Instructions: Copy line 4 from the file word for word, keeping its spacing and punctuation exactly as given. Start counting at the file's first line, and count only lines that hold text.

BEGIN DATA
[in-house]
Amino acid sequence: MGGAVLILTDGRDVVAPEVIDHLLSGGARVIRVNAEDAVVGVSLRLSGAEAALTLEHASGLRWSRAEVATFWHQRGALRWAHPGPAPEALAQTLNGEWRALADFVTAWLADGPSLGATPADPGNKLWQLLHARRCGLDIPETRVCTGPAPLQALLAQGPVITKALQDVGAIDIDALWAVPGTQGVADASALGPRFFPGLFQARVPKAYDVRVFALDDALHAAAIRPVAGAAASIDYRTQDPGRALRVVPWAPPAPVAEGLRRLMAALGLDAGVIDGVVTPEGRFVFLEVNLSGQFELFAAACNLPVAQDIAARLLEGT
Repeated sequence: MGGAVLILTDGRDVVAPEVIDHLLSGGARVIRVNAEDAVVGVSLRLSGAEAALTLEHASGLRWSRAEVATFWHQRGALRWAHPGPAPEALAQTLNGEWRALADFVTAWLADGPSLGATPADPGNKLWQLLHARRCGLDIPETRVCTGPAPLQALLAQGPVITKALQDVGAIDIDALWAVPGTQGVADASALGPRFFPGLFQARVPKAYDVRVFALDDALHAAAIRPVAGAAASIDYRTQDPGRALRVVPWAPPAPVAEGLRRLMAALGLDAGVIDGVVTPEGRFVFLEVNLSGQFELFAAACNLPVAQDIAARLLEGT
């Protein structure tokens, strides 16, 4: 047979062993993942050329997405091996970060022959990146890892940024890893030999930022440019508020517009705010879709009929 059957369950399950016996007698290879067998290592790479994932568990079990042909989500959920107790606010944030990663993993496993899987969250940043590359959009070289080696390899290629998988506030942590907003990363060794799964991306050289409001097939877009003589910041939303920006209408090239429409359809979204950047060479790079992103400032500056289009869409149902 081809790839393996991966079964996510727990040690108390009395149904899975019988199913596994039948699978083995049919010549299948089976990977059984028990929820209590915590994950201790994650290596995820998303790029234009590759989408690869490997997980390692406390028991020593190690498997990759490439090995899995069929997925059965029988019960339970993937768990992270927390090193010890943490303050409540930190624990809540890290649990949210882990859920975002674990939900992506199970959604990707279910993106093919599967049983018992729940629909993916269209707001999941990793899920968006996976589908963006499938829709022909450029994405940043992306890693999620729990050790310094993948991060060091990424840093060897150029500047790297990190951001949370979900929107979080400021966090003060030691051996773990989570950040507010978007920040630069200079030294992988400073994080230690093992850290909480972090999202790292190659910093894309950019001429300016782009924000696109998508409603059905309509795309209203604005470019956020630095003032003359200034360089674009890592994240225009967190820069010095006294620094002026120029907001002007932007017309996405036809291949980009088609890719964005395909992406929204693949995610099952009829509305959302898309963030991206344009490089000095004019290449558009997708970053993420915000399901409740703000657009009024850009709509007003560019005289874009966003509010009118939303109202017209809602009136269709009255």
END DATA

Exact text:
């Protein structure tokens, strides 16, 4: 047979062993993942050329997405091996970060022959990146890892940024890893030999930022440019508020517009705010879709009929 059957369950399950016996007698290879067998290592790479994932568990079990042909989500959920107790606010944030990663993993496993899987969250940043590359959009070289080696390899290629998988506030942590907003990363060794799964991306050289409001097939877009003589910041939303920006209408090239429409359809979204950047060479790079992103400032500056289009869409149902 081809790839393996991966079964996510727990040690108390009395149904899975019988199913596994039948699978083995049919010549299948089976990977059984028990929820209590915590994950201790994650290596995820998303790029234009590759989408690869490997997980390692406390028991020593190690498997990759490439090995899995069929997925059965029988019960339970993937768990992270927390090193010890943490303050409540930190624990809540890290649990949210882990859920975002674990939900992506199970959604990707279910993106093919599967049983018992729940629909993916269209707001999941990793899920968006996976589908963006499938829709022909450029994405940043992306890693999620729990050790310094993948991060060091990424840093060897150029500047790297990190951001949370979900929107979080400021966090003060030691051996773990989570950040507010978007920040630069200079030294992988400073994080230690093992850290909480972090999202790292190659910093894309950019001429300016782009924000696109998508409603059905309509795309209203604005470019956020630095003032003359200034360089674009890592994240225009967190820069010095006294620094002026120029907001002007932007017309996405036809291949980009088609890719964005395909992406929204693949995610099952009829509305959302898309963030991206344009490089000095004019290449558009997708970053993420915000399901409740703000657009009024850009709509007003560019005289874009966003509010009118939303109202017209809602009136269709009255």